There was recently a "two for the price of one" deal on the Yubikey 4 and now I have too many of them.

This got me thinking about things to do with them, more or less useful. Of course I already use the smart card features to secure my SSH CA and my personal SSH keys. But could it also be used to secure host keys?

This would most certainly require the use of an ssh-agent since it seems exceedingly impractical to enter the PIN code every time a client connects to the server. After a quick look in the sshd_config manual it is actually possible to point it to a SSH_AUTH_SOCK instead of files on disk for host keys using HostKeyAgent.

Could you elaborate your thoughts about the actual security gain in a setup like this? For me the most obvious is a physical key, you can always be sure that the key is not copied somewhere, and if the yubikey is gone you can easily notice this.

2 Answers 2


A hardware stored Host key would prevent theft of the key and prevent multiple usage of said key.

But when permissions are properly configured, only the root user has access to these host key files, this means that anyone gaining access to the keys has gained (limited) root permissions.

This means you have bigger issues than just a stolen host key! (the whole system is now insecure and compromised!)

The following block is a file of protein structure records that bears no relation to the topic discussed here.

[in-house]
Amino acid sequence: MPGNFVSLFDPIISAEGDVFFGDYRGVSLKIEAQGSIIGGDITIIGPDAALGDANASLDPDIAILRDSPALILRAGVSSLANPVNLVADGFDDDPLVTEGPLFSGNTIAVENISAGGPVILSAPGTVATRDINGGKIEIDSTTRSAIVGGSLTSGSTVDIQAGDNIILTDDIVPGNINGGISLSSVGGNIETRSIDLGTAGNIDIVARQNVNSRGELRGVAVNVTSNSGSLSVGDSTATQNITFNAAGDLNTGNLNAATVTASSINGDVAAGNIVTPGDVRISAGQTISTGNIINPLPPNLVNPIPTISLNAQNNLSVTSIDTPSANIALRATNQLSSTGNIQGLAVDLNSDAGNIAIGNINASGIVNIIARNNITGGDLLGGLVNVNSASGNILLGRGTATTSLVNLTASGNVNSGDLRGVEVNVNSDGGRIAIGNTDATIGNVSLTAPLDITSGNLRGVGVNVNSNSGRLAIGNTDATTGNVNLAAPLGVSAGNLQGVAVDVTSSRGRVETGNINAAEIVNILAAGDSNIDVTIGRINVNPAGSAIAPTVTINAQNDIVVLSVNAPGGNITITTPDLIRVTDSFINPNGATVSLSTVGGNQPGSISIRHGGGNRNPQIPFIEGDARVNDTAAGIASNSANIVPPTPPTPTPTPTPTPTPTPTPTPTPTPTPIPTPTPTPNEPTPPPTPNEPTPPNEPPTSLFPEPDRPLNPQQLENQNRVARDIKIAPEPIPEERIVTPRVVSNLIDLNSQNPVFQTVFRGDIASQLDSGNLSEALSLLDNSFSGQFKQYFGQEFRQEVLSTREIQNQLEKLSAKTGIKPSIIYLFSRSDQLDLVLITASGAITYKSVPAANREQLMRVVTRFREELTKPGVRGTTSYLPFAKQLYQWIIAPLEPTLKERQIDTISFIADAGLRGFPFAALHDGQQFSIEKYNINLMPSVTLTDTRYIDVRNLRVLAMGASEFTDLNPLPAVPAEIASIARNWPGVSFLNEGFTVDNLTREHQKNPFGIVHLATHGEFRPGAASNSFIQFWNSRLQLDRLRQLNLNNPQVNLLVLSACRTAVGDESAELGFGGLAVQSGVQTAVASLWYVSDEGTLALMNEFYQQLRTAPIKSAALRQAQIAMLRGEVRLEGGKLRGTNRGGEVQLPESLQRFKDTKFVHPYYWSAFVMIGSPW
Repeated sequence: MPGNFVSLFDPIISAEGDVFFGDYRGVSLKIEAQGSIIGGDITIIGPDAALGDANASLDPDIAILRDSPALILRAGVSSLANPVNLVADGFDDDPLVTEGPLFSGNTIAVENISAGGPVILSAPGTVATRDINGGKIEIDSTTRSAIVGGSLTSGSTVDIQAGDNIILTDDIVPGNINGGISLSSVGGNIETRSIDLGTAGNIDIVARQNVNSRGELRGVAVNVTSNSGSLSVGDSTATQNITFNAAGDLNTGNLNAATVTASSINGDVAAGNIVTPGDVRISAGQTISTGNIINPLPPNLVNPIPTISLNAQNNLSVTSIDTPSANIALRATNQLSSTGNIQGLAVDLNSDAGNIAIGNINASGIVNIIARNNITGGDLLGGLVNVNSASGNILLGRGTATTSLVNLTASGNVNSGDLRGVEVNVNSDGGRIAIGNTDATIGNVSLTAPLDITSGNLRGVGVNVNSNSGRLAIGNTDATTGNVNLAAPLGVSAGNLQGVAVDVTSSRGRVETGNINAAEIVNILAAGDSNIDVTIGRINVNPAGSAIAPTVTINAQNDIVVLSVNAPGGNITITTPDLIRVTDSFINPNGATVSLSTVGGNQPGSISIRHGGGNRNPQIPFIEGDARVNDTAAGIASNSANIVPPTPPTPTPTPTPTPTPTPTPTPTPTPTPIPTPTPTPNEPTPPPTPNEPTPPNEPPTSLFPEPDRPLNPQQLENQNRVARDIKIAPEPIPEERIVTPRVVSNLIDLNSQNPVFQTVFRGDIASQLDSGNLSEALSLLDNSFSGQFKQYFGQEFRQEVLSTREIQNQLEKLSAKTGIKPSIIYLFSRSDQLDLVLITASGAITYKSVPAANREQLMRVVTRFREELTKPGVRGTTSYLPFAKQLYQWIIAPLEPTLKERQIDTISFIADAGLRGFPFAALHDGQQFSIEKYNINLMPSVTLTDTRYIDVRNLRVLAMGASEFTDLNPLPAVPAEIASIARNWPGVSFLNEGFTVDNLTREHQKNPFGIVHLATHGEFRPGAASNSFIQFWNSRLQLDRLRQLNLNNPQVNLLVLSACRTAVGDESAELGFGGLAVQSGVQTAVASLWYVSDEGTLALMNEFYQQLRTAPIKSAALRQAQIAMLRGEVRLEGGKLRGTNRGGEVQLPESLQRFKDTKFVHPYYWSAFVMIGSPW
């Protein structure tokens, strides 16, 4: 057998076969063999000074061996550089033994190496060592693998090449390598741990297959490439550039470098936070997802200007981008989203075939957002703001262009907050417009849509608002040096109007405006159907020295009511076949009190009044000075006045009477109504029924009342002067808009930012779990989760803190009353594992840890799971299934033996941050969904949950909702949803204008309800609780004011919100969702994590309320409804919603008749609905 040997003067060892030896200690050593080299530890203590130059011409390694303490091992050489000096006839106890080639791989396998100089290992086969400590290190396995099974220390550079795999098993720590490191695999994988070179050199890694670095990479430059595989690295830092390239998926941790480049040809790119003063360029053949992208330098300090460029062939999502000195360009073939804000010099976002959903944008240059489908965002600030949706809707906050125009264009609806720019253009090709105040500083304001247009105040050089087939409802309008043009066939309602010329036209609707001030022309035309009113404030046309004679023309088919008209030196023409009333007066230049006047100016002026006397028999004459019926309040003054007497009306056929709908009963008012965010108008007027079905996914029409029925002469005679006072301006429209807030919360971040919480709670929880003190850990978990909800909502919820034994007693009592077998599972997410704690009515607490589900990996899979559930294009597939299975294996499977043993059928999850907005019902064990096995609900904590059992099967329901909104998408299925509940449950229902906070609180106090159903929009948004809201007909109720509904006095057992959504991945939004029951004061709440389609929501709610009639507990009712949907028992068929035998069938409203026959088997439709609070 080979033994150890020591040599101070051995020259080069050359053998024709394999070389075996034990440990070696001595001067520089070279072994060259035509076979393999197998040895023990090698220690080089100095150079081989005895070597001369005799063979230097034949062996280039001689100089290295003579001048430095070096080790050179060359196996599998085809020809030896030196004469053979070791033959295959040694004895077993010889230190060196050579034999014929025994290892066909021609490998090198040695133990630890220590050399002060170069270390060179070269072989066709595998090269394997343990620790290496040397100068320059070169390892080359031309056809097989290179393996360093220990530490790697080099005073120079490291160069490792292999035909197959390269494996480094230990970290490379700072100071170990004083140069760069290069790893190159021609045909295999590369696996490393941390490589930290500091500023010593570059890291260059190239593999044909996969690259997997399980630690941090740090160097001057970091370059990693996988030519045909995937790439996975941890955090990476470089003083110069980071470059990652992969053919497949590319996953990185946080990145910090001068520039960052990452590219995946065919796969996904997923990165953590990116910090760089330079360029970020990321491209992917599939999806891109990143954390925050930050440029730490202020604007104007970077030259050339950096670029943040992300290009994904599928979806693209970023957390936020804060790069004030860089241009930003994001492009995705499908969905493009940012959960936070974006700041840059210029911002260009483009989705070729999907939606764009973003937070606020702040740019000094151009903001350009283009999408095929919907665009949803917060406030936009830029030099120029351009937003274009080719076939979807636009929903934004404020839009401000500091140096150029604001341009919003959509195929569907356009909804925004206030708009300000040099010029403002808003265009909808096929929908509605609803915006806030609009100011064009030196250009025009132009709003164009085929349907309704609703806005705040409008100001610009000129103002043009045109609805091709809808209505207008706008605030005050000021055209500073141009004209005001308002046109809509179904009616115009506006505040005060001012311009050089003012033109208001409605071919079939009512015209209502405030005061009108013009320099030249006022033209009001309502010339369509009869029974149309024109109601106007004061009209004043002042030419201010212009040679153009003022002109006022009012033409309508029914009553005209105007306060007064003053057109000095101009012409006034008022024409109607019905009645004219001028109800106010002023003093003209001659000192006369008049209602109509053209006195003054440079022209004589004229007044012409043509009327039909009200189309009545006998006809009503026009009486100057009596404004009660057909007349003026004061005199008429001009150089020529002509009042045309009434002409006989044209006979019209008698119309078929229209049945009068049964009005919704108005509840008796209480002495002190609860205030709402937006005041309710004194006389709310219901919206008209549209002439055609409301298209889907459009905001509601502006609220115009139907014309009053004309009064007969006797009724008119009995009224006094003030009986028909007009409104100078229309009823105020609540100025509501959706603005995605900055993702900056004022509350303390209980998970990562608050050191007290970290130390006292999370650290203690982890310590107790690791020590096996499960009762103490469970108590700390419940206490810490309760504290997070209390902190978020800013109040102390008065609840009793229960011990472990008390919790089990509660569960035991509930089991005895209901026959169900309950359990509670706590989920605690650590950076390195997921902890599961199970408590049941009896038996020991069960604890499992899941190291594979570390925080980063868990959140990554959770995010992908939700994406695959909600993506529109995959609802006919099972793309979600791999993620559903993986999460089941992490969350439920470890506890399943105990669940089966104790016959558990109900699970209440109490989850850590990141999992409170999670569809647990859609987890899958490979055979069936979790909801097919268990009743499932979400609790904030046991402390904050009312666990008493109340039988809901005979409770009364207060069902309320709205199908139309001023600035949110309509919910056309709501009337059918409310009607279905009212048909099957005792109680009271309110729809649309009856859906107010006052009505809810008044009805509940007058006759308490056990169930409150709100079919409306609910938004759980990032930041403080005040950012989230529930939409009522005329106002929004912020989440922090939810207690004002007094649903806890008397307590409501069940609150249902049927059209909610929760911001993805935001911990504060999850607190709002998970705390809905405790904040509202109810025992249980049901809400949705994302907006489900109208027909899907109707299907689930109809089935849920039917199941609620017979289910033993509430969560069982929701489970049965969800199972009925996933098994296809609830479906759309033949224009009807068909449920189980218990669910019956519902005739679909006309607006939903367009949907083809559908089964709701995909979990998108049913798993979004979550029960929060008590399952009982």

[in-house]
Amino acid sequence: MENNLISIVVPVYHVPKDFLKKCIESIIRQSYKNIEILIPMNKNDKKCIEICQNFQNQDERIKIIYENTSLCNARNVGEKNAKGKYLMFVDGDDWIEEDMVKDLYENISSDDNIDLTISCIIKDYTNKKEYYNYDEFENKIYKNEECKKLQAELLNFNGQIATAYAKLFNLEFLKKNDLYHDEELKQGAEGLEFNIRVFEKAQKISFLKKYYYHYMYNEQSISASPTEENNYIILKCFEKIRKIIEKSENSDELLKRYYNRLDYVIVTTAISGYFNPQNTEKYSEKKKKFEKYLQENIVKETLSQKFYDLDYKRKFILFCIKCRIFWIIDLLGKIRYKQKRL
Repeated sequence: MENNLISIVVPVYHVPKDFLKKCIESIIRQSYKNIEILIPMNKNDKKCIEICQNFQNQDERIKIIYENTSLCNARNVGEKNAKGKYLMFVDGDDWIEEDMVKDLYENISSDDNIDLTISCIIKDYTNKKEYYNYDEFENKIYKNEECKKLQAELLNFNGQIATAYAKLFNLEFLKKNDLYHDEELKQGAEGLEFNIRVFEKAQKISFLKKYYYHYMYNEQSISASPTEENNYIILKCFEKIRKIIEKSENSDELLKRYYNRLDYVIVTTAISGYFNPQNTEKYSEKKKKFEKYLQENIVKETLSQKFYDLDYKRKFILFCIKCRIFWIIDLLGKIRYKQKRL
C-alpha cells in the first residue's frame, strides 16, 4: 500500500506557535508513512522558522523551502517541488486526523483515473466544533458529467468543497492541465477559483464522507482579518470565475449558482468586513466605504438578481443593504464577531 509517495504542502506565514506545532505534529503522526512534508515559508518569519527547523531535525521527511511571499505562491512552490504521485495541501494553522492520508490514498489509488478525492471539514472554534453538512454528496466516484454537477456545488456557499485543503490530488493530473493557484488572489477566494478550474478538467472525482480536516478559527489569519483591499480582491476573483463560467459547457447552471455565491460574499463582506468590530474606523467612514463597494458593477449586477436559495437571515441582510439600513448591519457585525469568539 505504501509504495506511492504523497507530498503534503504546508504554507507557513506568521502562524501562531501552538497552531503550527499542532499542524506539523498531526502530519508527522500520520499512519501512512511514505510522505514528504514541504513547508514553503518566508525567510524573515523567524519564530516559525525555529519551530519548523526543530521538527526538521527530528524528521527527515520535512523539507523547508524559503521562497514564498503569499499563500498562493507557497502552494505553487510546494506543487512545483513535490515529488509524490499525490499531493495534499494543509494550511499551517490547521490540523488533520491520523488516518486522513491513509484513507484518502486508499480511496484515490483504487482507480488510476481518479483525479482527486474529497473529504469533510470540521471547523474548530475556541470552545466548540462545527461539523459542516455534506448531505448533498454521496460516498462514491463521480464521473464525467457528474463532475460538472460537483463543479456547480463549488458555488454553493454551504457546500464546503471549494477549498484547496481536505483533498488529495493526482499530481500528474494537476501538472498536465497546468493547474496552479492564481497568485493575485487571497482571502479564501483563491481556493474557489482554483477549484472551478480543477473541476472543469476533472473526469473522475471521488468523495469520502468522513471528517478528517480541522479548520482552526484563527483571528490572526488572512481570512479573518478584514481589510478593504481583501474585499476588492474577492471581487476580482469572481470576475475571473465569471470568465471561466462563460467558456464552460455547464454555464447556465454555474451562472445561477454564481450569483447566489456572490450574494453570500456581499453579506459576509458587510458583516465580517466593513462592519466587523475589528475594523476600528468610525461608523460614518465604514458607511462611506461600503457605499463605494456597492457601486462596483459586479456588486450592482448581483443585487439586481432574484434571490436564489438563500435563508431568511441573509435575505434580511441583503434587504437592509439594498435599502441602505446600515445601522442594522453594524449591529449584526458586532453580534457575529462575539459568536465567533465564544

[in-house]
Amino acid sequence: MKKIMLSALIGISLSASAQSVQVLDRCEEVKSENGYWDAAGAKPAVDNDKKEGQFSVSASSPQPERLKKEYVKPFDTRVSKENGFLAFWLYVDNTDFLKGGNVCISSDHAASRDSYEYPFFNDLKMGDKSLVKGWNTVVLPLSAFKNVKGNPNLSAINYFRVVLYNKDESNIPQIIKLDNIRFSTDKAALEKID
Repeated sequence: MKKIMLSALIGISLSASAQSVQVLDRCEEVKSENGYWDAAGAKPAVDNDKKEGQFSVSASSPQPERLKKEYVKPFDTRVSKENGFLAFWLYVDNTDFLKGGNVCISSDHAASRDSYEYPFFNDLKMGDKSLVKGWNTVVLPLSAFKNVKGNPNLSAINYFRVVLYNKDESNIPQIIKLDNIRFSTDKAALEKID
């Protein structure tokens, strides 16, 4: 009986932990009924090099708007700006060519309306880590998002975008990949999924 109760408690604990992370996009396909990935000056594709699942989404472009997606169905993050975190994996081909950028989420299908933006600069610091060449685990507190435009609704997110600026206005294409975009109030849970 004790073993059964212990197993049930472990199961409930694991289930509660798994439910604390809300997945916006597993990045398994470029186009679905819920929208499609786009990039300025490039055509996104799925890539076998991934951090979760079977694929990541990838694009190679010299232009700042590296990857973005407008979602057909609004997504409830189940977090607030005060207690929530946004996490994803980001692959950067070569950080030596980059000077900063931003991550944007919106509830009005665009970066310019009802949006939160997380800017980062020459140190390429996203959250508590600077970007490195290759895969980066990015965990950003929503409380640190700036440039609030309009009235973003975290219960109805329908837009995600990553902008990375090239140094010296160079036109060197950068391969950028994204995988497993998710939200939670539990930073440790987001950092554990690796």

The remaining attack vector is than to steal the key at rest (so directly from the disk without the machine booted or directly form a backup).

While in such a case the risks to current users is minimal, it is still a pretty bad situation. the backup / disk (probably) contains more interesting data than the host key. For the backup you should NEVER include the host keys (or any other keys for that matter) in a backup without safeguards against theft (e.a. encryption).

So in my opinion. if you want to mitigate the risk of a stolen host key you can use a hardware key for that purpose. But I think it would be better suited for a different purpose. (for example use it to encrypt the master secret of a vault from hashicorp and use that to store your other secrets in). for the Host key itself it limits a risk that in a security in depth situation might be possible. but for which there are better solutions available.


AFAIK, your assessment is quite correct. Your physical device migrates the risk for your key to be stolen from the virtual to the physical world. So if your server is temporarily compromised you have a minimal risk that your key has been stolen. Which a huge difference!

However, it does not generally prevent the abuse of your key. So if someone hacks your server, he can sign arbitrary things with your key, just like your SSH host would do. This includes chosen plain text attacks, which enable the attacker to guess your key in less time. Therefore, it would not efficiently protect a permanently compromised system.

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